My son loves pie. Loves it. So he’s really enjoying the fact that he gets to have pie every week, now that I’m making pie a lot more often. I really haven’t been too adventurous, I’m kind of a pie purist and just like more traditional pies. I had not yet tried adding chocolate to pecan pie, and when I came across this recipe from Laurie at cookin’ up north, I knew it was time to start. Laurie says this is “hands down [her] favorite pie ever”, and I thought the chocolate chips would make having pie a little more special for my son on his birthday. This pie is definitely deliciously rich, like eating a chocolate chip cookie with, um...pecan pie. (Does that mean it has twice the calories, or half the calories of each?)
As listed below, Laurie’s recipe calls for filling an unbaked crust, so of course, thinking the bottom may not get golden and flaky, I first partially pre-baked the crust, then filled it. I wish I had just baked it once, as Laurie did. While the crust tasted fine, had a nice texture and was done on the bottom, partially pre-baking it created some avenues for seepage of the filling, which also allowed some of the filling to spill over the edge of the pie plate from underneath the crust…and all over the bottom of my oven. Next time I will save a step and just fill an unbaked crust…as the recipe calls for!
Chocolate Chip Pecan Pie
3 eggs
1 c. light corn syrup
½ c. sugar
¼ c. melted butter
1 tsp. vanilla extract
1 c. pecan halves
¾ c. chocolate chips

Combine eggs, corn syrup, sugar, melted butter, and vanilla in bowl. Stir in pecans and chocolate chips. Pour filling into pastry-lined pie plate. Bake at 350° for 50-55 minutes until done. Cool completely on wire rack.

I shared this recipe on:

Check out all the great recipes at this Linky Party!


Bringing Flaky Back

Before I tell you how I brought flaky back, don't forget to check back next week for the Chocolate Chip Pecan Pie I will be making to celebrate my son’s birthday. I don’t have a recipe to share with you this week because I didn’t make a pie this week.

Instead, I spent the weekend with my sister in Rochester, Minnesota, at the North Central Hearts at Home Conference. Hearts at Home is a Christian-oriented resource for moms whose mission, according to their website, is to “encourage, educate, and equip every mom in every season of motherhood using Christian values to strengthen families.” The conference was beyond uplifting and inspiring, with keynotes from Dr. Juli Slattery, formerly of Focus on the Family, and my personal favorites, Jim Bob and Michelle Duggar. (You might remember me sharing with you that my dad could feed their whole family with his massive vegetable garden.) They certainly fulfilled their mission.

Last night after putting the kids to bed, because I was not home to cook all weekend, my husband and I shared some Chinese take-out for a late dinner. After devouring the lo mein, egg rolls, and crab rangoon, I cracked open my fortune cookie: “I am always doing that which I cannot do in order that I may learn how to do it.”

Huh. Whaddya know.

I thought it was interesting timing, considering the weekend I spent learning more about my job as a mom. Not that I don’t know how to be a mom already. But I always want to improve and learn anything I can that will help me do it better.

As a teacher, I approached my job in the same way. I was in a constant search for a better way to help my individual students learn in their individual ways, and the best way to figure that out was simply by doing it.

I’m a firm believer that the search for meaning is innate. We are born with a desire to make sense of life and everything in it. It’s what drives us deep within, whether we do that by making connections, asking questions, inferring, etc. Whatever our strategy, whatever the context, our ultimate goal is to make sense of the situation. And one powerful tool for doing so is analogy.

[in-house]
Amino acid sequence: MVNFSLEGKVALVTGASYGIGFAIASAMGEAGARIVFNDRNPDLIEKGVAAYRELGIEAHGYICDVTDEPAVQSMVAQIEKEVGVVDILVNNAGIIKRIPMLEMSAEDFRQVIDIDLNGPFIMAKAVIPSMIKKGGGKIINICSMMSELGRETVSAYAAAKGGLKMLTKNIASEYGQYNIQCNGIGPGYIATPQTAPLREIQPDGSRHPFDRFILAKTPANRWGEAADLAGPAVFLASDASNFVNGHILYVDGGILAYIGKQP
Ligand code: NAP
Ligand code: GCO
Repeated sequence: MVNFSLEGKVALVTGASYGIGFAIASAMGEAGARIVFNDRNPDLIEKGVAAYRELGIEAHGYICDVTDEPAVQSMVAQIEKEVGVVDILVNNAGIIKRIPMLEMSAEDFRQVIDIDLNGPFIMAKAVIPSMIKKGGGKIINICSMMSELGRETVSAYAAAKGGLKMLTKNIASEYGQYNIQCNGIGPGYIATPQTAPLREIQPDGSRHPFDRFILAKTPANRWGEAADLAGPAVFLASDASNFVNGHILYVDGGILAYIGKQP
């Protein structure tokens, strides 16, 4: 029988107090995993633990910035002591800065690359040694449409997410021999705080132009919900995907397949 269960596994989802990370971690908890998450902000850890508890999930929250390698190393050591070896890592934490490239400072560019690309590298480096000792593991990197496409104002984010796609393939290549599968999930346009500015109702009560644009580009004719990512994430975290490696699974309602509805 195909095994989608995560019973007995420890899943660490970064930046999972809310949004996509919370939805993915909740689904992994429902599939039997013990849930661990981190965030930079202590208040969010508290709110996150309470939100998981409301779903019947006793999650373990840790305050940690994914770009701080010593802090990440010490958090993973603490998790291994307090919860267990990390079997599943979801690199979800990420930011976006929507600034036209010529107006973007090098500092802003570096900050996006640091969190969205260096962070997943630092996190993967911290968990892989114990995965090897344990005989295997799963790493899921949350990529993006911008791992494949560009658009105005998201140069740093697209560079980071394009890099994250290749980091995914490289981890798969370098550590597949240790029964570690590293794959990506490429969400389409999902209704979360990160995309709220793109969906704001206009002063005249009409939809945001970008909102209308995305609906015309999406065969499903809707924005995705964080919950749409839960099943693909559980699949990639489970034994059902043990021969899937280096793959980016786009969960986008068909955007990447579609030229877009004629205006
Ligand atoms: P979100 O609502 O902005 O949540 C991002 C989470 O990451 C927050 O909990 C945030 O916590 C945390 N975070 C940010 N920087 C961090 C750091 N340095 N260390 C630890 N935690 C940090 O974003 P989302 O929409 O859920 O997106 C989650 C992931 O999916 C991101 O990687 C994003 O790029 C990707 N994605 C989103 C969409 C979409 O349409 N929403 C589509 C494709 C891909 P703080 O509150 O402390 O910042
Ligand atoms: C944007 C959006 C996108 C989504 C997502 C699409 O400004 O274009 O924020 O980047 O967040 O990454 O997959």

Analogy is the vehicle that gets us from what we already know to what we need to know. It’s a tool I used multiple times in each lesson as a reading teacher. And I’ve found it can be used effectively in pie baking as well.

I’m not sure you’ve noticed in the photos, but for a while, my pie crusts were not very flaky. They were lacking the quality I’m accustomed to producing, and I didn’t understand why. So I began to investigate. I didn’t do it simply by researching methods other pie bakers were successfully using. I did it by changing and testing my own methods.

What I first realized was that the quality of my crusts began changing shortly after I switched from using store-bought commercial lard to locally-produced lard, the kind without all the preservatives and hydrogenation. But I knew it couldn’t be the lard itself that was causing the lack of flakiness. So I began adjusting one step at a time, from the amount of water I was using, to how much mixing of the dough I was doing, to the time the dough spent chilling. Then I thought about the amount of lard I was using.

When using store-bought lard, which comes in one-pound blocks, rather than measuring by volume in a measuring cup, I would just use half the block, or eight ounces, which I figured was about one cup, the amount I use for making my pie crust recipe. When I switched to using locally-produced lard, which comes in a large tub, I had to measure the lard by scooping it into a measuring cup.

Here’s where the analogy comes in.

Several years ago, I drove four hours north to take a bread-baking class at a popular kitchen shop in Minneapolis. (Back then, I had not yet learned about the value of time, or of gas.) I don’t really spend much time baking bread these days. I tend to let my bread machine do most of the work for me, so I can spend my time baking pies. (Maybe someday someone will invent a pie-baking machine.) Even so, I did get something valuable out of the class, which recently came in very handy while I was working to regain the quality of my pie crusts.

What if I measured the lard by weight, rather than by volume?

In the bread-baking class, I learned that the flour should always be measured by weighing it, to ensure that the same amount of flour was used every time, for consistent results. I realized when measuring the locally-produced lard that I probably was getting some variation each time since what actually made it into the measuring cup could vary. Perhaps my pie crust no longer had enough fat to make it flaky because I wasn’t measuring the amount I was previously using.